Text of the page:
Elk Restoration

  1. This video on the restoration of elk in Kentucky and other Eastern states begins, “There is perhaps no higher calling for a wildlife conservation organization than restoring extirpated wildlife species back to their historic ranges.” How true, except in Texas, where our state game department with the support or acquiescence of major conservation organizations, removes all elk – a Texas native species – from all far-West Texas lands it manages, under the scientifically bogus theory that elk ‘compete’ with and thereby harm desert bighorn sheep, mule deer and pronghorn.

ELK RESTORATION from Jason Matzinger on Vimeo.

Posted by Chris Gill

Ranching, wildlife management, finance, oil & gas, real estate development and management.

  1. I remember having read about rock paintings depicting elk, and I think it was in one of your posts. That would be evidence that elk do in fact belong in Texas.

    Thank you for sharing and keeping this in the news.

    Reply

    1. There remains no reasonable doubt that elk are native. Here are papers on this. The first is a peer-reviewed simplification of the second paper. The conclusions of both are identical.

      Peer-reviewed paper, Journal of Big Bend Studies: http://circleranchtx.com/are-elk-native-to-texas-historical-and-archaeological-evidence-for-the-natural-occurence-of-elk-in-texas/

      The complete detail on which the Journal of Big Bend Studies paper was based: http://circleranchtx.com/are-elk-native-to-texas-yes/

      These papers began as an effort to persuade Texas Parks and Wildlife Department (TPWD) to cease its efforts to eradicate elk on the state lands which it manages in far-West Texas. Our assumption was that TPWD was acting out of a sincere misunderstanding of science, which could be corrected.

      TPWD agrees, but now – as of October 2017 – TPWD says that even though elk are native, they are “invasive”, thus, its eradications will continue. These are not mandated by law. They are followed pursuant to TPWD’s internal policy and its internal agendas: science regarding whether or not elk are native Texas animals has nothing to do with either.

      Thanks for writing.

      Reply

  2. James Davis wrote this in the blog’s “feedback” section. I have posted it with his permission:

    My search for why we are not restoring elk to Texas brought me to your research and website. As an avid Texas elk hunter—for over 35 years—I watch as other states get their help in restoring elk. A large part of that is done by Texas hunters through our memberships in Rocky Mountain Elk Foundation (RMEF). Can we as a group find a way to get things done here in Texas? I am willing to help.

    I also have a grizzly bear fight story for you if we get the chance.

    To which I responded:

    Hello James,

    Let me start by saying that Rocky Mountain Elk Foundation (RMEF) has done many wonderful things for elk and elk hunters, but here is the ‘rest of the story’ where RMEF and Texas’ elk are concerned. Advancing private lands hunting—a property rights issue—and calling out agencies to benefit private owners is not what RMEF does. RMEF is public-lands oriented for the simple reason that most Western lands are public.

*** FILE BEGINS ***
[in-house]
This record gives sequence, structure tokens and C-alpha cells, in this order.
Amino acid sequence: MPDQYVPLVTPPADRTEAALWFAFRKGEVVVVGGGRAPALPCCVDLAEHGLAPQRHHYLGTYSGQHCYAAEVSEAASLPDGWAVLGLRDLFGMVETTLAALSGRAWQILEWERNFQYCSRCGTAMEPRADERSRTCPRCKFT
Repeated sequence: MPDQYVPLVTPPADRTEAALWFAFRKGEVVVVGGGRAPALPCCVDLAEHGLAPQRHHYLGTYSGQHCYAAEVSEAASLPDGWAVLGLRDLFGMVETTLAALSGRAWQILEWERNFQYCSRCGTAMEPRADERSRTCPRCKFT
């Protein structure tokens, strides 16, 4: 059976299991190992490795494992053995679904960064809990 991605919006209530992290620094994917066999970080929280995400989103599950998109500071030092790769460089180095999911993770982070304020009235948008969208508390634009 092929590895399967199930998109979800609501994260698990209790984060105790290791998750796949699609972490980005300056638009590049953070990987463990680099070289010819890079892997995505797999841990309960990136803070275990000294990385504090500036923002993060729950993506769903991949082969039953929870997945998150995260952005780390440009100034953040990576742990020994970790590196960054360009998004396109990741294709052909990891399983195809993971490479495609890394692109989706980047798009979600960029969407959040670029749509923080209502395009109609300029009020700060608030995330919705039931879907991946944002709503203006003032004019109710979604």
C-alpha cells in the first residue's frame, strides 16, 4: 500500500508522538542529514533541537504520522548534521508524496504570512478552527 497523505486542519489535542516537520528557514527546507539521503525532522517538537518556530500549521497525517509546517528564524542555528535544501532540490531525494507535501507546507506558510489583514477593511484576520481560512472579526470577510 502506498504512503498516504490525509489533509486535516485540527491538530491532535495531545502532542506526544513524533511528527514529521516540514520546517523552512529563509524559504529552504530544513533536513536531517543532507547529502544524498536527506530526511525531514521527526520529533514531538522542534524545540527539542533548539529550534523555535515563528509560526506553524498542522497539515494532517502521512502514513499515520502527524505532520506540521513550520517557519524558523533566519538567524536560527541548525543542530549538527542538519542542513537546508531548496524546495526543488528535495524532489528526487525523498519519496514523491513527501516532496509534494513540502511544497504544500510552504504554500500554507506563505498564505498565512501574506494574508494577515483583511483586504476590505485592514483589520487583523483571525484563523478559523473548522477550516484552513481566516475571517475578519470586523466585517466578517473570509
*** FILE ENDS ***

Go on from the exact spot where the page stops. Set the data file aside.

Its efforts have been to expand public hunting on public lands. Good relations with agencies are essential to this. Expanding public access and hunting has also put it in conflict with private landowners over access. Texas is a private property state. State and federal public lands that elk inhabit in far-West Texas are state and national parks, and wildlife management areas. All these are closed to public hunting. Private landowners are the financial beneficiaries of elk recovery. In order to support Texas’s elk, RMEF would need to openly disagree with agencies starting with TPWD, and make a basic shift towards private landowners.

    RMEF sidesteps the Texas elk restoration issue by saying that they will support Texas’ elk if: (1) the state ever changes the law which says that elk are “exotic” and (2) TPWD ever changes its policy to eradicate all elk on state-managed lands, based on this law. I have that in writing from RMEF’s president.

    This is a cop-out. The Texas law, and TPWD’s policy will not change without advocacy from wildlife conservation groups starting with RMEF. Everybody knows “exotic” and “invasive” are scientifically-bogus elk indictments. But they won’t speak up.

    RMEF’s single largest contingent and funding source is Texas’ elk supporters. RMEF’s Texans are being used as a cash cow by a bureaucracy which is integrated with the federal and state agencies, with whom they will not break ranks. Our universities, so-called wildlife conservation organizations and wildlife agencies are also in some version of this: hunkered down in the tall grass instead of speaking up for Texas’ elk. Obviously, as I have explained, they have reasons they consider sufficient for doing this, but as to the elk themselves, their internal agendas lead to positions and outcomes contrary to their stated purposes.

    Texas members of RMEF could insist on elk advocacy from RMEF. I do what I can with research and the blog. But, others like you must join me in speaking for native Texas elk that cannot speak for themselves. But RMEF local Texas chapter leaders are excluded from advancement and denied support if they take on the central leadership’s position.

    In summary, everyone knows it’s wrong; most everyone is afraid to say so.

    Thanks for writing.

    Reply

Leave a Reply

Your email address will not be published. Required fields are marked *